According to the Supreme Court, mere criticism of the government or comments on the administration, however vigorous or pungent or even ill-informed, does not constitute sedition. The Supreme Court limited the application of Section 124A (sedition) to acts involving intention or tendency to create disorder, or disturbance of law and order, or incitement to violence. Incitement to violence is the essential ingredient of the offence of sedition.
That is our law, that is how Section 124A was interpreted and upheld as constitutional by a Constitution Bench. Therefore the question whether certain speech or acts constitute sedito Afzal Guru by commission of acts against the government or advocate its overthrow by violent means. If, and i repeat if, a person has said Hindustan murdabad, that the state is tyrannical and it is better to do away with it, necessary to overthrow it, that would constitute sedition. But these facts have to be established in a court of law by following proper procedure.
It is not for lawyers or political workers to prejudge the issue. An accused cannot be denied his or her fundamental right to fair trial by assaulting him or her or their supporters or their lawyers, as that would militate against the rule of law and also disrupt administration of justice by regular courts of the land. These basic principles must be kept in mind in all cases. Mob rule and mob justice cannot be permitted however strongly one may dislike the accused and his alleged statements. If that happens the very basis of a civil society is undermined and there is no vibrant democracy prevalent in our country. In my view Section 124A ‘Sedition’ as interpreted by the Supreme Court is necessary. Its misuse is no ground for its deletion.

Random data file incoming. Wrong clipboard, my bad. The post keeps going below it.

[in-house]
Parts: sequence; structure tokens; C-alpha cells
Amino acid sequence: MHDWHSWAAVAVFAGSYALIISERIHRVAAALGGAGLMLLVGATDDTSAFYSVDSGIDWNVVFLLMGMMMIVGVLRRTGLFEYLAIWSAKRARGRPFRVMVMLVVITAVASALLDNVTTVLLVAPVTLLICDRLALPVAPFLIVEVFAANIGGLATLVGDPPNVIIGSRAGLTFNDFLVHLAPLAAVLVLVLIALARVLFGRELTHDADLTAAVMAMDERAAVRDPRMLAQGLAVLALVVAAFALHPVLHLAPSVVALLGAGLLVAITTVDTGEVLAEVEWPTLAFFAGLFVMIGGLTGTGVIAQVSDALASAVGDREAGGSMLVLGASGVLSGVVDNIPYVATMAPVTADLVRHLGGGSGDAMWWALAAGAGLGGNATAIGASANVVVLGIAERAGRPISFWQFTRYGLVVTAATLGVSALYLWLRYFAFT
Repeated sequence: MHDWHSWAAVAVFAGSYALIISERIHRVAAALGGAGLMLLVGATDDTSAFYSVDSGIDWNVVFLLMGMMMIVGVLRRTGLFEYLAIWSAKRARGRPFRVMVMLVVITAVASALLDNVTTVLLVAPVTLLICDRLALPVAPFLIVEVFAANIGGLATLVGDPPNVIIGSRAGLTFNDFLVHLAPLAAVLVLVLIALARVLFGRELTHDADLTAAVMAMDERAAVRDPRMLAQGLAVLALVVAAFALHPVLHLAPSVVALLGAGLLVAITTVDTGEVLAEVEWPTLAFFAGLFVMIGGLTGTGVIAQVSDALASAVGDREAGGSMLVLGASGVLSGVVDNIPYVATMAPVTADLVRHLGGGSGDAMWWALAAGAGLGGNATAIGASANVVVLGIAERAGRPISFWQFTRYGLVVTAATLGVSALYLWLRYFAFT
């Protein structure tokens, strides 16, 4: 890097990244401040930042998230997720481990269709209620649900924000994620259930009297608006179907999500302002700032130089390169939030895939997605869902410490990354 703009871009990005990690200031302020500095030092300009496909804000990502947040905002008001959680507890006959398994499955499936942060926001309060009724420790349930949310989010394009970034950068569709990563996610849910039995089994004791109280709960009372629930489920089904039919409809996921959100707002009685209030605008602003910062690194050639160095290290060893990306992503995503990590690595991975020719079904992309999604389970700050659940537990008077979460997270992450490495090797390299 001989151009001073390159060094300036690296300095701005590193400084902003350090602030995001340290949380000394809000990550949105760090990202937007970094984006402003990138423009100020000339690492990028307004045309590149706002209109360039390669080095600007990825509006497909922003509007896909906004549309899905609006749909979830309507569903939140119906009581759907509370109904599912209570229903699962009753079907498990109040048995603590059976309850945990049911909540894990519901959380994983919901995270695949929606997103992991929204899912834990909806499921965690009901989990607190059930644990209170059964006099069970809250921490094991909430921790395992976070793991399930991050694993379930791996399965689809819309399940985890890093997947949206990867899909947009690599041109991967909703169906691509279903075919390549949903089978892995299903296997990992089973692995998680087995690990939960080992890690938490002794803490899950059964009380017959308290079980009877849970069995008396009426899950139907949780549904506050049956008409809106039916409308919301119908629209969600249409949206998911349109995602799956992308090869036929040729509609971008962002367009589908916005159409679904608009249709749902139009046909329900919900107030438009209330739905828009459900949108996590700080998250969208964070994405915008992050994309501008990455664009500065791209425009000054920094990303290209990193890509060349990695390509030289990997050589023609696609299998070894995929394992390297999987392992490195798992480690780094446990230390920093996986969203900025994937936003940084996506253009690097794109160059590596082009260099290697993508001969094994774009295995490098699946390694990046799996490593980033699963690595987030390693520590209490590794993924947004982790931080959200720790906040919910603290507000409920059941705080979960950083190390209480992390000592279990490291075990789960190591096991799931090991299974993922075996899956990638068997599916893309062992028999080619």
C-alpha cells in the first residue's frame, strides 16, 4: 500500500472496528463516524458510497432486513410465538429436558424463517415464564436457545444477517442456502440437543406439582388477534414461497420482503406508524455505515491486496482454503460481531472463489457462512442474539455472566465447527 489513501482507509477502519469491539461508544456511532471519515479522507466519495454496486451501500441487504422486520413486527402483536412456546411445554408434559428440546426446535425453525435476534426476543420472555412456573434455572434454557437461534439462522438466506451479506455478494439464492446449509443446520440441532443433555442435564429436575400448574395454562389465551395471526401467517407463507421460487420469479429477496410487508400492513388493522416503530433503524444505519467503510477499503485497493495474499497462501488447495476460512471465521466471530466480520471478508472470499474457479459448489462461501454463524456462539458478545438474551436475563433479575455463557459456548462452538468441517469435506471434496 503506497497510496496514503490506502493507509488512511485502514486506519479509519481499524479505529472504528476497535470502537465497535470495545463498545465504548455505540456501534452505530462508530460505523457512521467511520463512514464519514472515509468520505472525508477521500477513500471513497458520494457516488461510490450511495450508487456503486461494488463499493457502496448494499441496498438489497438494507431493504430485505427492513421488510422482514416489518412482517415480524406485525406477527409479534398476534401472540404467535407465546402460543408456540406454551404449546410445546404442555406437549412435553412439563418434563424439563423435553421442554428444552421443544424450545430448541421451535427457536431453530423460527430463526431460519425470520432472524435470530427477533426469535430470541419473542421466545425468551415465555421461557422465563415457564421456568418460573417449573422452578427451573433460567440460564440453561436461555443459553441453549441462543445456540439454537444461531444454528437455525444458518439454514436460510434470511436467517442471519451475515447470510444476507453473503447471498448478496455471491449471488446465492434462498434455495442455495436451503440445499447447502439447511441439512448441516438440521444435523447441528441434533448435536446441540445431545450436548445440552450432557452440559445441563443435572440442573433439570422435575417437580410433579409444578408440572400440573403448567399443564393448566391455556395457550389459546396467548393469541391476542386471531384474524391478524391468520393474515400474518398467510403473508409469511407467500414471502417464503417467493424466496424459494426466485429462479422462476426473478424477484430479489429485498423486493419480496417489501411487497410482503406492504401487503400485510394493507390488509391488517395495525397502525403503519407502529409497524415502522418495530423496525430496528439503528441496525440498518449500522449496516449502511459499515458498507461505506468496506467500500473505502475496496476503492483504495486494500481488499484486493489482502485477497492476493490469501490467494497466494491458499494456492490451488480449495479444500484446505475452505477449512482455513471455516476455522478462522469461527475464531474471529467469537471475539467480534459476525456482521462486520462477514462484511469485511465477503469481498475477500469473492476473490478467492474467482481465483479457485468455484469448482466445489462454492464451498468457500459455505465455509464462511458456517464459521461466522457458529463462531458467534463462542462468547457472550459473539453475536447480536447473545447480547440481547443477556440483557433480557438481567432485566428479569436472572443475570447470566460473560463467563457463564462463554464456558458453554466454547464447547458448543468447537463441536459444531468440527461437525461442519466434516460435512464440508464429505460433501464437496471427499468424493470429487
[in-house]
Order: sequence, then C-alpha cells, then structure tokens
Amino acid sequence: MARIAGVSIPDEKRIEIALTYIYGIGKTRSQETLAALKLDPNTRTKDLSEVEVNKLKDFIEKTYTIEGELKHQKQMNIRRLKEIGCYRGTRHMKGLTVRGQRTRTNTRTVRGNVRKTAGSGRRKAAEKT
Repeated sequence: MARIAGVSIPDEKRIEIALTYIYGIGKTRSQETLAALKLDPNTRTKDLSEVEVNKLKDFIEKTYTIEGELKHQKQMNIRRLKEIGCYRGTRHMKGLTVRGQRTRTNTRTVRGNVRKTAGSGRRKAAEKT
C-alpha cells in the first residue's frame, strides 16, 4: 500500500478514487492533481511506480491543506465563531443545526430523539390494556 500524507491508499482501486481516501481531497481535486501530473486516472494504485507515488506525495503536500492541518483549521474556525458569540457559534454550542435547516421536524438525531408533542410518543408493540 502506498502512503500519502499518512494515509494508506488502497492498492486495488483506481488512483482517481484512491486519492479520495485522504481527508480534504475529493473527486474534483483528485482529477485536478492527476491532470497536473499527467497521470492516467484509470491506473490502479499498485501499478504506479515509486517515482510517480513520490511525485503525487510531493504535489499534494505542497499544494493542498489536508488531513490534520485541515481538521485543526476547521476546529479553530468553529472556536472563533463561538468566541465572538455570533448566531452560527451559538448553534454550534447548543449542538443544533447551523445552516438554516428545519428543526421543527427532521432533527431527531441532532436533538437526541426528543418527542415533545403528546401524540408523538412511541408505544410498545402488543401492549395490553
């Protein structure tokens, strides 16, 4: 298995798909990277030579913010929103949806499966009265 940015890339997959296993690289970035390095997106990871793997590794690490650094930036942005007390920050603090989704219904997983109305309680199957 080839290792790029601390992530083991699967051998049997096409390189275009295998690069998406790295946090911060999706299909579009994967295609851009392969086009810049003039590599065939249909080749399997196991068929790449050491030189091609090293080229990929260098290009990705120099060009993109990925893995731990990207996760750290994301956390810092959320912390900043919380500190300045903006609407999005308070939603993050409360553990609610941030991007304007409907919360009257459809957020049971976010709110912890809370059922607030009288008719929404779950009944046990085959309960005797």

DISCLAIMER : Views expressed above are the author's own.

JNU stir: Why ‘anti-nationalism’ is an empty abuse that has no place in a free society | SA Aiyer

Patriotism is the last refuge of the scoundrel. The current rant against ‘anti-national’ slogans at Jawaharlal Nehru University (JNU) highlights the abundance of scoundrels among Indian politicians and television anchors. The notion that there can be only one concept of what constitutes a nation, and that every other view is anti-national, is intellectually empty at best and authoritarian at worst.
Agitating students of JNU have called Maqbool Bhat and Afzal Guru (Kashmiris executed for murder) martyrs, and attacked the notion that India’s judicial system delivers justice. Some demand Kashmiri selfdetermination. Some even call for the break-up of India.
Gun vs Slogan
So what? You may disagree with these student slogans. But since when have students been a politically correct crowd mouthing patriotic hosannas? In all free societies, students have espoused all sorts of extreme positions, and must be free to do so. That is why they are called free societies.
Unfree societies are different. Communist China cracked down on Tiananmen Square and Hosni Mubarak in Egypt cracked down on Tahrir Square. But American students were at the very forefront of opposition to the Vietnam War. They rejected the government’s notion of patriotism.
Their right to dissent was not questioned even by those who condemned their views.
Oxford University is very establishment. But in 1933, the Oxford Union held a famous debate on the motion, ‘This house will in no circumstances fight for its King and country.’ The Union voted for the motion by 275 votes to 153. This ‘Oxford Pledge’ was later adopted by students at the universities of Manchester and Glasgow. This sent shock waves through Britain. The students were denounced as morons, cowards, anti-nationals and communist sympathisers.